# Simple C++ Greedy O(nlogn) Solution (with explanation)

• The Algorithm

Maintain a set of consecutive sequences, call this set `s`. `s` begins as an empty set of consecutive sequences.

Now, iterate through each `num` in `nums`. For each iteration, if there exists a consecutive sequence in `s` that ends with element `num-1`, then append `num` to the end of the shortest such sequence; otherwise, create a new sequence that begins with `num`.

The problem has a solution (i.e. the array can be split into consecutive subsequences such that each subsequence consists of at least 3 consecutive integers) if and only if each sequence in `s` has size greater than or equal to 3.

Proof of Algorithm

Why does this algorithm work? It was intuitive to me, but I could not indisputably prove that it was correct. Hopefully, someone else can prove it.

Implementation

We don't need to actually store each sequence. Instead, we just need to know (1) the number of sequences that end at a particular element, and (2) the size of each of those sequences. To implement this, we can have an unordered map `backs` to represent the sequences: `backs[key]` returns a priority queue (smallest value at top) of the sizes of all sequences that end with element `key`. Now that we have (1) and (2), we can implement the algorithm above without knowing each particular sequence.

For each `num` in `nums`, if there exists any sequence that ends with `num-1` (i.e. if `backs[num-1]` is a non-empty priority queue), then find such a sequence with the smallest possible size (get the smallest value from the priority queue at `backs[num-1]`). Now, the sequence will be extended by 1 since we will add `num` to it. So pop the smallest value `count` from the priority queue at `backs[num-1]`, and add a new value `count+1` to the priority queue at `backs[num]`.

If no sequence was found that ends in `num-1` (i.e. `backs[num-1]` is empty), then create a new sequence. In other words, add `1` to the priority queue at `backs[num]`.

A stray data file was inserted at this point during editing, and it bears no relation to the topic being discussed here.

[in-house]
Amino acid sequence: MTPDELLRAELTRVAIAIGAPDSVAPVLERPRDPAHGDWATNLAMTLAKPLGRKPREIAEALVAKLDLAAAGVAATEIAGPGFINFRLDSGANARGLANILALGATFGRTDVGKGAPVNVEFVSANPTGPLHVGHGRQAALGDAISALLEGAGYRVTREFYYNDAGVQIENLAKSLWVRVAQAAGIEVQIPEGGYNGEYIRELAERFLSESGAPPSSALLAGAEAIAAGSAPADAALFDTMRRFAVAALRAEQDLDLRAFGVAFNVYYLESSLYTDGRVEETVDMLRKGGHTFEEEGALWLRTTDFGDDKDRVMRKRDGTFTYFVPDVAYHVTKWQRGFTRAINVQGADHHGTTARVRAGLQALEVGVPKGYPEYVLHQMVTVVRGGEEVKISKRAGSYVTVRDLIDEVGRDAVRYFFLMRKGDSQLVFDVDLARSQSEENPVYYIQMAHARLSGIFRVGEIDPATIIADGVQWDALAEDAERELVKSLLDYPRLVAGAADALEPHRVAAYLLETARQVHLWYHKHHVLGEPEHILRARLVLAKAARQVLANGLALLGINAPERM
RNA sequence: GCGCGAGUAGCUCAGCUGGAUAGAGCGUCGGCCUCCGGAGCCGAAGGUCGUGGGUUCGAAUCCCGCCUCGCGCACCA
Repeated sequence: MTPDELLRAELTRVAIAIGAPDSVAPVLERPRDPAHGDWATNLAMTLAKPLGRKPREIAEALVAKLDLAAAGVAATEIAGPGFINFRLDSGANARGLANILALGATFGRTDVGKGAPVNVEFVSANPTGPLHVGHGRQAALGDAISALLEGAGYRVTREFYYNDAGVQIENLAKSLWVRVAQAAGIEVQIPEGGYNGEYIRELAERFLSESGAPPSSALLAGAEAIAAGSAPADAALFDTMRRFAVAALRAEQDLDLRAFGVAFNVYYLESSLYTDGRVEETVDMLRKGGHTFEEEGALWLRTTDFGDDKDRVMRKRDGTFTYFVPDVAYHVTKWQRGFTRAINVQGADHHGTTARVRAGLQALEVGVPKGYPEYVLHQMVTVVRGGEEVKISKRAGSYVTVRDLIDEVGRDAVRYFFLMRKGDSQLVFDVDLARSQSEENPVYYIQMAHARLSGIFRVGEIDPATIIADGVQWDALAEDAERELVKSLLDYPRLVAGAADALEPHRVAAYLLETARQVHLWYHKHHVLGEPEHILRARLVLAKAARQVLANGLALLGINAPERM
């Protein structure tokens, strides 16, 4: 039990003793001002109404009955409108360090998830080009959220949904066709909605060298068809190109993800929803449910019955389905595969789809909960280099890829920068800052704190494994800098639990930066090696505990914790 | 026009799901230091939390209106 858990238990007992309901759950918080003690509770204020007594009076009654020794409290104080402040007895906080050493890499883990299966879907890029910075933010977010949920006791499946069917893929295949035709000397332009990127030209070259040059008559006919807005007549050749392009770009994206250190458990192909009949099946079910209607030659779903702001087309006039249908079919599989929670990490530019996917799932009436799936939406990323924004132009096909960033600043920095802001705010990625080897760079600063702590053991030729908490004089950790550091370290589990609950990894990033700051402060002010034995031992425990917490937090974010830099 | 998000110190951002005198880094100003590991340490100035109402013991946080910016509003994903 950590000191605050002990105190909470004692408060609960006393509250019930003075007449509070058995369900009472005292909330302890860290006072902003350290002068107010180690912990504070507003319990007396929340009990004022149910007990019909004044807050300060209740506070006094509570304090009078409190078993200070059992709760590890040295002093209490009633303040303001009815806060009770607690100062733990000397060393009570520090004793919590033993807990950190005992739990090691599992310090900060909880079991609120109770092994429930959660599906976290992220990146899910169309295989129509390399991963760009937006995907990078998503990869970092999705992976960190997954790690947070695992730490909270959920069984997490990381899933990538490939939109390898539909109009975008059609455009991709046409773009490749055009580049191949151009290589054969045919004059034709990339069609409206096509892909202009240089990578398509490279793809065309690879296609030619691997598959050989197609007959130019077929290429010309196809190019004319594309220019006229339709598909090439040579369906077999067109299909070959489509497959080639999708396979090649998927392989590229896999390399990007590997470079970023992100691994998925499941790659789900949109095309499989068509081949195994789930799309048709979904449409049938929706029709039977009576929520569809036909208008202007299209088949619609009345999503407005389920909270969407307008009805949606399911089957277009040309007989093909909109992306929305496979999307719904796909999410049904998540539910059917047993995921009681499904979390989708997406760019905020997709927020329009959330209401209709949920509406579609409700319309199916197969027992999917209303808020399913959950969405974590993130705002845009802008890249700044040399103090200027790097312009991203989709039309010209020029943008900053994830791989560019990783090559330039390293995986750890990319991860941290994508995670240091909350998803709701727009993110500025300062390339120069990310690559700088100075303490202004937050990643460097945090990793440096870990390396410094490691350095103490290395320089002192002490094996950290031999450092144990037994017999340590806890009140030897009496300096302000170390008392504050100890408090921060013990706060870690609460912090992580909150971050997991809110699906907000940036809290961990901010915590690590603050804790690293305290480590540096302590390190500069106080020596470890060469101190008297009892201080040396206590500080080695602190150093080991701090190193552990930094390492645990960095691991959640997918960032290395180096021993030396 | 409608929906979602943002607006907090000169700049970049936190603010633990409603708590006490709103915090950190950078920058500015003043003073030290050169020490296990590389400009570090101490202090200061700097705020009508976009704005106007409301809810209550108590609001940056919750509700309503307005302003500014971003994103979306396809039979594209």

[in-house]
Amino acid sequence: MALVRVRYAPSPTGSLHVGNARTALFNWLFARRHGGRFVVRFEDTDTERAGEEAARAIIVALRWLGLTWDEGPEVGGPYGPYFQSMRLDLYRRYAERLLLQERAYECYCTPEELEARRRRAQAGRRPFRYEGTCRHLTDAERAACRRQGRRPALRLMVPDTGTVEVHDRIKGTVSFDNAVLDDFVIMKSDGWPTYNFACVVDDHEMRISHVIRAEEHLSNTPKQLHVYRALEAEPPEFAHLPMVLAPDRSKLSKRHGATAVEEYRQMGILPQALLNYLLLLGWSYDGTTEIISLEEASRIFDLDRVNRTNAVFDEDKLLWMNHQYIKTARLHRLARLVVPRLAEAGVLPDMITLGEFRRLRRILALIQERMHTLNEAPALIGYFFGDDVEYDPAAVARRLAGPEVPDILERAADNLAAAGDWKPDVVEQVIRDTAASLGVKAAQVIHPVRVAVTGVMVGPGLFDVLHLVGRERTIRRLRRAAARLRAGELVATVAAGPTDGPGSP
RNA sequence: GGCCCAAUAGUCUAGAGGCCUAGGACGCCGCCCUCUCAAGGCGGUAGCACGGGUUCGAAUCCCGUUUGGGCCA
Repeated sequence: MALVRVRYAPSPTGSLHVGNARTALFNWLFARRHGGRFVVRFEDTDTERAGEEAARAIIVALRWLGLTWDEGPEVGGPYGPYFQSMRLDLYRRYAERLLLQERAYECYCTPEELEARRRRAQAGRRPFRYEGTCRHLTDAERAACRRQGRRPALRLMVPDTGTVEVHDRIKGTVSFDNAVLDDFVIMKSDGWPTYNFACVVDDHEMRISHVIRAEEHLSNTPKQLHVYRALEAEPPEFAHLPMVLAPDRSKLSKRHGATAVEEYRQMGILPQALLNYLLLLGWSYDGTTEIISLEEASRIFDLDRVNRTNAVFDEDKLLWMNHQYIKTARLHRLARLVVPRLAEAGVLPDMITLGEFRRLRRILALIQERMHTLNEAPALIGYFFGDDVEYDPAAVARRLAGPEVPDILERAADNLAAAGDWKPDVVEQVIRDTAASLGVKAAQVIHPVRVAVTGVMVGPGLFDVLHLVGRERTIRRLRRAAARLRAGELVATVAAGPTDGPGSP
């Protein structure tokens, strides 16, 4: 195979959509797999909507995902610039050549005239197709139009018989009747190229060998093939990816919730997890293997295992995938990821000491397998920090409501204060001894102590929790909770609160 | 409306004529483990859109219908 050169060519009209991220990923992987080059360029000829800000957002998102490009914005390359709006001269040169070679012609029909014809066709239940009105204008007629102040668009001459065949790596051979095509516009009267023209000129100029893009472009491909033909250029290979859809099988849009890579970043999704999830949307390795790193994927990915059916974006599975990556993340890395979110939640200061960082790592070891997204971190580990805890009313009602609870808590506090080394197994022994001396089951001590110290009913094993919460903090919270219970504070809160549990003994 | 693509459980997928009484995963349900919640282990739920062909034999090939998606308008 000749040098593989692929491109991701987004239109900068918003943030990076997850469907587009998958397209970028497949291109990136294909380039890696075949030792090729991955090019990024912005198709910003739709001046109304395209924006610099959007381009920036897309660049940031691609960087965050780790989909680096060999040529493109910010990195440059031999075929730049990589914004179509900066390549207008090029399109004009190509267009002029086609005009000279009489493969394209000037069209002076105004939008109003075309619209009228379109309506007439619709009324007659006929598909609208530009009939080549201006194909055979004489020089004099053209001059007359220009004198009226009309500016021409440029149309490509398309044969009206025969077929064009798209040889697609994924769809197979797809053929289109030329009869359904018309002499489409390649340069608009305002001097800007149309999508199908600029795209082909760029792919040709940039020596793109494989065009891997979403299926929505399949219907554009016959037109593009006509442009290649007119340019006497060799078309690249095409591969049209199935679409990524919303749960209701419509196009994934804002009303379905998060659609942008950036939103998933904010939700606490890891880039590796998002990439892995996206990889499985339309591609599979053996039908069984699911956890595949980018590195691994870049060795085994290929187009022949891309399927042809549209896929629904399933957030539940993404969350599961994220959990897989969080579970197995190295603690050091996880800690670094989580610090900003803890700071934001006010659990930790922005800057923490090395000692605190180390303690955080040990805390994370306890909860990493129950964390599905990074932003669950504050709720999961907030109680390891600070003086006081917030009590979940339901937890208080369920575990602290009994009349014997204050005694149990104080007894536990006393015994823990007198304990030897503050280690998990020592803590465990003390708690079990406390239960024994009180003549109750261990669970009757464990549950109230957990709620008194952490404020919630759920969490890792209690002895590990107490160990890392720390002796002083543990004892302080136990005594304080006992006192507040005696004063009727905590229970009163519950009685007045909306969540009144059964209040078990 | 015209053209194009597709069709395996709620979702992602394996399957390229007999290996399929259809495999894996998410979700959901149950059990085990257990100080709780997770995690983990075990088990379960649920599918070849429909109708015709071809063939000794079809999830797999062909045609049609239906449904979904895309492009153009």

The Code

``````class Solution {
public:
bool isPossible(vector<int>& nums)
{
unordered_map<int, priority_queue<int, vector<int>, std::greater<int>>> backs;

// Keep track of the number of sequences with size < 3
int need_more = 0;

for (int num : nums)
{
if (! backs[num - 1].empty())
{	// There exists a sequence that ends in num-1
// Append 'num' to this sequence
// Remove the existing sequence
// Add a new sequence ending in 'num' with size incremented by 1
int count = backs[num - 1].top();
backs[num - 1].pop();
backs[num].push(++count);

if (count == 3)
need_more--;
}
else
{	// There is no sequence that ends in num-1
// Create a new sequence with size 1 that ends with 'num'
backs[num].push(1);
need_more++;
}
}
return need_more == 0;
}
};
``````

Improvements

I know that there are O(n) solutions out there that use different algorithms. Can my algorithm be implemented more efficiently to be O(n) instead of O(nlogn)?

Thoughts?

• Nice solution, appreciate it

• Hi, I think we almost have the same idea. The reason we have O(nlogn) instead of O(n) is because of the priority queue. In fact, append to the shortest subsequence is not necessary. Any subsequences with the length larger than 3 are equal.
A way to solve that is to use another hashmap or vector as a counter to count how many times each number show up in the original sequence. Then, do another for loop to formulate subsequences. This time, when trying to form a new subseuqences, make sure you get 3 number ahead of time.

• Actually, you don't need the priority_queue, just an array contains the number of sequences of length 1, 2, 3+ is enough. Then the time is O(n).

My python code:

``````def isPossible(self, nums):
"""
:type nums: List[int]
:rtype: bool
"""
chains = {}
for x in nums:
#count of chains end with x and having length 0,1,2,3+
pre = chains.setdefault(x-1, [0,0,0,0])
cur = chains.setdefault(x, [0,0,0,0])
#add x to the shortest chain
if pre[1] > 0:
pre[1] -= 1
cur[2] += 1
elif pre[2] > 0:
pre[2] -= 1
cur[3] += 1
elif pre[3] > 0:
pre[3] -= 1
cur[3] += 1
else:
cur[1] += 1

for x in chains:
if chains[x][1] or chains[x][2]:
return False
return True
``````

• @jay520 noob question here, how is your complexity nlogn ?

• I think this is also O(n), why not?
Quote:
class Solution {
public:
bool isPossible(vector<int>& nums)
{
unordered_map<int, priority_queue<int, vector<int>, std::greater<int>>> backs;

``````	// Keep track of the number of sequences with size < 3
int need_more = 0;

for (int num : nums)
{
if (! backs[num - 1].empty())
{	// There exists a sequence that ends in num-1
// Append 'num' to this sequence
// Remove the existing sequence
// Add a new sequence ending in 'num' with size incremented by 1
int count = backs[num - 1].top();
backs[num - 1].pop();
backs[num].push(++count);

if (count == 3)
need_more--;
}
else
{	// There is no sequence that ends in num-1
// Create a new sequence with size 1 that ends with 'num'
backs[num].push(1);
need_more++;
}
}
return need_more == 0;
}
``````

};

• @csytracy Hey, could you please give your code for the same ??

• Hi, my idea is also go through the array but achieving O(n), you can check it out here:
https://discuss.leetcode.com/topic/100988/c-o-n-solution-two-pass

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